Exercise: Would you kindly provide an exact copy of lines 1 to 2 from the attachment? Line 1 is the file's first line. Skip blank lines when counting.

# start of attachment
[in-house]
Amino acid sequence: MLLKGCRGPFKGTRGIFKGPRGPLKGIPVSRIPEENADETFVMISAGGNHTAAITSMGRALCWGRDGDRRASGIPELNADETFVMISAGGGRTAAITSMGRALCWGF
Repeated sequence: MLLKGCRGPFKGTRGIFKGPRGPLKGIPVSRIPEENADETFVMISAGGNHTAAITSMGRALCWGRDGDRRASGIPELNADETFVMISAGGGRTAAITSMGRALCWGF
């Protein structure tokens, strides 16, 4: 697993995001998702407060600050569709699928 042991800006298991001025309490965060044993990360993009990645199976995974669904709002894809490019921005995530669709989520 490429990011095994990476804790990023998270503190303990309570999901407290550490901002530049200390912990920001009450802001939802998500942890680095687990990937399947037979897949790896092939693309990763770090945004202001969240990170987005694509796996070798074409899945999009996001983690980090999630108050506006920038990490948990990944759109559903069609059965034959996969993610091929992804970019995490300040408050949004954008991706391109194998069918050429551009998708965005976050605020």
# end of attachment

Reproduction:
[in-house]
Amino acid sequence: MLLKGCRGPFKGTRGIFKGPRGPLKGIPVSRIPEENADETFVMISAGGNHTAAITSMGRALCWGRDGDRRASGIPELNADETFVMISAGGGRTAAITSMGRALCWGF